Startup Profile: POWAN Initiative
Like many high school seniors who graduated amid the pandemic in spring of 2020, Blackstone LaunchPad Fellow Ankita Ahluwalia found herself in a predicament last summer: what do you do when pretty much all jobs, internships, and social activities have come to a screeching halt?
Not wanting to let a summer go to waste, Ahluwalia decided to use her time for good, offering free virtual tutoring services for students from her community. Little did she know she was about to uncover a tremendous unmet need and soon find herself running a fast-growing student-run tutoring organization, POWAN Initiative.
While Ahluwalia’s summer tutoring program began with just a handful of students, word spread quickly throughout her community. As the number of students requesting Ahluwalia’s help grew, she realized the need for tutors was larger than she originally thought. For many students and their families, paying for a tutor was not financially feasible. When they learned about Ahluwalia offering her services free of charge, they jumped at the opportunity.
Wanting to help these students but unable to keep up with the demand, she began searching for more tutors and quickly assembled a team. By the time she began freshman classes at University of California, Riverside in fall of 2020, Ahluwalia had organized her collective of tutors into an official non-profit organization: POWAN Initiative.
POWAN stands for the Power Of Words And Numbers and differs from other tutoring services in that it offers tutoring, mentoring, college application assistance, and webinars at absolutely no charge. Ahluwalia and her team began to spread the word about POWAN through collaboration and partnerships with high school teachers and universities across California and launched a grassroots campaign to find students in need of help and candidates for tutors.
POWAN tutors are personally vetted by Ahluwalia and her team to ensure they believe in the organization’s mission and are not simply looking for an experience to include on their resume. Tutors can create their own hours, with a minimum of just one hour per week. This allows both students and tutors a flexible way to arrange a meeting time, especially since many of the tutors are in college themselves. Today POWAN has around 70 tutors.
Assembling an entire organization virtually is no small feat. Ahluwalia says there were a lot of learning experiences early on that helped mold the non-profit into what it is today. She credits the University of California, Riverside Blackstone LaunchPad with teaching her everything she needed to know about entrepreneurship. “If I had scrolled past the LaunchPad Instagram post, I would not have grown POWAN to what it is today.”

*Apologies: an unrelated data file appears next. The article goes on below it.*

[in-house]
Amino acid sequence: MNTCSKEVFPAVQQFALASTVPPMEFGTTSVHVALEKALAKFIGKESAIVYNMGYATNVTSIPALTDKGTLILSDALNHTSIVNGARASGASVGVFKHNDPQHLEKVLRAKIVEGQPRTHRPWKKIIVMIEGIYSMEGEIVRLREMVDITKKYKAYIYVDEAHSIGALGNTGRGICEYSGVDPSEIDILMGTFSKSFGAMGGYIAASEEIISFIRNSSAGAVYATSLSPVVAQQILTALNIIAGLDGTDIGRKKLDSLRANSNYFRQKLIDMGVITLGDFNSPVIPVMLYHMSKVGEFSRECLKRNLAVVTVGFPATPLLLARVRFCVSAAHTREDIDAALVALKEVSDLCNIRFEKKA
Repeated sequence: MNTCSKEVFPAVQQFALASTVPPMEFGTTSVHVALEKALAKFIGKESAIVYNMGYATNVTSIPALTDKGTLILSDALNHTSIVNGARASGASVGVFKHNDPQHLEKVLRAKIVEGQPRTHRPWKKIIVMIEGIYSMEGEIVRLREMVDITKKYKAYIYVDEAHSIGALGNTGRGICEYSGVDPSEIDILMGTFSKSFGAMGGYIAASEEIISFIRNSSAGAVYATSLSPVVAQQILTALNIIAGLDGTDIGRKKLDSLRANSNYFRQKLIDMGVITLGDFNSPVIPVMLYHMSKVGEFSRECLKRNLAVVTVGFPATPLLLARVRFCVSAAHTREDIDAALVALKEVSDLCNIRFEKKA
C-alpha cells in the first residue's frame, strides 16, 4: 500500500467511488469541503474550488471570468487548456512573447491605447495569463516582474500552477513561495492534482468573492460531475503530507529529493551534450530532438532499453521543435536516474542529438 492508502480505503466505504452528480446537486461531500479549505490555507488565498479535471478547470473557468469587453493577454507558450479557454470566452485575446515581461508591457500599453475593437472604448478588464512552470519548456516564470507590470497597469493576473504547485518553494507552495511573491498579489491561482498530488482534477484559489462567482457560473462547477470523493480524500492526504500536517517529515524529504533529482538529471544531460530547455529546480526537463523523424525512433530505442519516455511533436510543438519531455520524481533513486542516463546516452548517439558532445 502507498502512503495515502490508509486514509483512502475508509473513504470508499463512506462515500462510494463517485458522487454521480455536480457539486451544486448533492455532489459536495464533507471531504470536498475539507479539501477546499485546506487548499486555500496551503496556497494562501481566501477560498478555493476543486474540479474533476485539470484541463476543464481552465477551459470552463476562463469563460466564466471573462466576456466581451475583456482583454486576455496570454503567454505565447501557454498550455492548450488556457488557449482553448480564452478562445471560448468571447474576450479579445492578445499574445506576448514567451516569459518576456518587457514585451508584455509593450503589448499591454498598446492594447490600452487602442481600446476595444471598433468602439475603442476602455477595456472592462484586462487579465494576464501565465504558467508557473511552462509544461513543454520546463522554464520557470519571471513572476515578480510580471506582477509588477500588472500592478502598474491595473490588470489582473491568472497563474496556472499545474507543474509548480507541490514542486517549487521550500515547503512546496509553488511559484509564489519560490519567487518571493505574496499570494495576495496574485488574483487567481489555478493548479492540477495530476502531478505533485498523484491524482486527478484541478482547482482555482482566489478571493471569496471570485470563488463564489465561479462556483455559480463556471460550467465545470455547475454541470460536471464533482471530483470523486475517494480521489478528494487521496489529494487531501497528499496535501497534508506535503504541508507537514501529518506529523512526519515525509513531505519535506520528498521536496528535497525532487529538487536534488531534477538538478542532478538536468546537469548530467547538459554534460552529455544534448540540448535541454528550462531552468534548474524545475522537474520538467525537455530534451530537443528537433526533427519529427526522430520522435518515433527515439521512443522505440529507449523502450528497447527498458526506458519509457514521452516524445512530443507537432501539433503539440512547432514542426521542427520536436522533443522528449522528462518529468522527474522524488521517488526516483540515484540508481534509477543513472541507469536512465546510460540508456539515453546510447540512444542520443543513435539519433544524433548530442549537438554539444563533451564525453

The UCR LaunchPad Campus Director, Mai Temraz, said, “Ankita is very passionate about creating an impact in our community. Since her first engagement with LaunchPad at UCR, she participated in our Social Innovation path, completed the customer discovery program, and won 3rd place in our annual pitching competition all during her first year as a Computer Science student! This is just the beginning of her journey as a social entrepreneur.”
To further the company’s growth, Ahluwalia joined the Summer 2021 Blackstone LaunchPad Fellowship, powered by Future Founders. Throughout this eight-week paid summer opportunity, she’s had access to hands-on learning as well as other mentorship and peer networking opportunities to build and grow the POWAN Initiative. LaunchPad is centered around helping students from all backgrounds and starting points succeed in their current venture or career of their choosing, which mirrors the mission Ahluwalia has developed for her own organization.
With most school districts around the country anticipating a return to in-person learning this fall, Ahluwalia plans to offer both virtual and in-person tutoring opportunities in communities across the country. She wants students to be able to seek help as soon as they feel like they are struggling with a concept. The earlier the better, so they do not end up falling behind. Even stellar students need help sometimes, and she Ahluwalia is working hard to erase the stigma that can be associated with tutoring. While education has looked uncertain for quite some time, parents can rest easy knowing founders like Ankita Ahluwalia and her organization POWAN Initiative are working tirelessly to create better opportunities and a more certain future for students everywhere.